Last Modified: Wednesday, July 25, 2012 7:50 PM
State Rep. Chuck Kleckley says there is nothing questionable about 11 emails involving himself and constituents concerning efforts to steer $1 million in capital improvements money to Barbe High School. Maybe not.
But Kleckley’s refusal to allow public inspection of the emails sent to and by him this month may further deepen the distrust that people harbor over his aborted efforts to secure state funding for the Barbe pet projects. If folks were proud of Kleckley’s efforts, they should be glad to share their emails.
The bulk of the taxpayer money would have been used to build an artificial turf football field at Barbe, where the current football field is both relatively new and quite functional.
As speaker of the House of Representatives, Kleckley, R-Lake Charles, was well positioned to grease this unholy project through the state budget. He said he was doing so after conversations, some long ago, with some Barbe coaches.
Neither Kleckley’s good intentions nor his good character are at issue. His actions are. In trying to steer this pork project toward Barbe, Kleckley was trodding the same well-worn path to financial ruin that other elected officials have taken in this state. He was using his powerful position to snag something extra for his own district, perpetuating the belief in Louisiana that the quality of some state-funded pet projects can be less important than the influence of the individual lawmaker. (We thought Gov. Jindal ended that.) When the bill comes due, taxpayers pay.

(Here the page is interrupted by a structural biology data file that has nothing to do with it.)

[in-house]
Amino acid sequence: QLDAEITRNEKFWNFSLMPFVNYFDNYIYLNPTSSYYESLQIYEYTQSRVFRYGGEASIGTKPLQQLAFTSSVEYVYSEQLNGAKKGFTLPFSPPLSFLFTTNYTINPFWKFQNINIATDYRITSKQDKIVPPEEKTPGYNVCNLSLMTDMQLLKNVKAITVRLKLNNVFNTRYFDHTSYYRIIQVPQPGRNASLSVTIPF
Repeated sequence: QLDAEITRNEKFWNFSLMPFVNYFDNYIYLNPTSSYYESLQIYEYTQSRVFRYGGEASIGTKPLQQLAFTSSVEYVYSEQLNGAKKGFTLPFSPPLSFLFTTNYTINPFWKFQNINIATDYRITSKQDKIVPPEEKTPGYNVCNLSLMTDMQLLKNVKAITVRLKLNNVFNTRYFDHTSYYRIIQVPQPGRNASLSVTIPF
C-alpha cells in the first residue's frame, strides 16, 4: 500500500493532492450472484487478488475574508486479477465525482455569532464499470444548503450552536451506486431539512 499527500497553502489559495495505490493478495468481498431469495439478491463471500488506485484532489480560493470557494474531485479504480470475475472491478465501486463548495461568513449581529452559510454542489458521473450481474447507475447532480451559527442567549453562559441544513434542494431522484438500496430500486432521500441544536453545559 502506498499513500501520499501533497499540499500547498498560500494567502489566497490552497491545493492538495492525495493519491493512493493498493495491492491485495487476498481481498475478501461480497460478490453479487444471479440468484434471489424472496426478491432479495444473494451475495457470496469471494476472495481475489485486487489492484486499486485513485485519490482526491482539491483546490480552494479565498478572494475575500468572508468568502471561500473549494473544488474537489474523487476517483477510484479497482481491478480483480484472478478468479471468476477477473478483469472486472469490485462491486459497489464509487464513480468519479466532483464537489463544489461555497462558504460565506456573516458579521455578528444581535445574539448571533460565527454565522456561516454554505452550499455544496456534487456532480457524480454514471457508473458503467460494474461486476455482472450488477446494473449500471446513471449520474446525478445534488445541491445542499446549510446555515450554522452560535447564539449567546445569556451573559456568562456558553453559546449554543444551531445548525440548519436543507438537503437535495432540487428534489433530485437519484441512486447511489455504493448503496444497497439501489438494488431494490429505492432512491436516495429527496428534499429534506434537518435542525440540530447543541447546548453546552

It’s important to view this million-dollar effort in light of recent news that, due to a Medicaid shortfall, Louisiana finds its new budget seriously out of whack, perhaps by more than $800 million.
In attempting to capture the taxpayer money for a football field, Kleckley was promoting a pet project that came with no specific written request, was done without study or accompanied by numbers that would point to a public benefit, and was discussed in written communication within his district only in emails now considered secret. Except for Kleckley, nobody’s fingerprints are left on this less-than-urgent project.
In hindsight — it’s always 20/20 — that makes the process for seeking and securing such an unexpected windfall as the proposed Barbe project seem almost cavalier. With foresight, Kleckley would have avoided this situation altogether.
It’s one thing for a candidate to bill himself a conservative at election time, but quite another to behave as a conservative and protect the taxpayers’ resources once he has climbed into power.
With resources diminishing and genuine needs pressing the state and its people, the gentleman from Lake Charles would have been better advised to prune unnecessary projects from the state budget, not add them.
This editorial was written by a member of the American Press Editorial Board. Its content reflects the collaborative opinion of the Board, whose members include Bobby Dower, Ken Stickney, Jim Beam, Dennis Spears, Crystal Stevenson and Donna Price.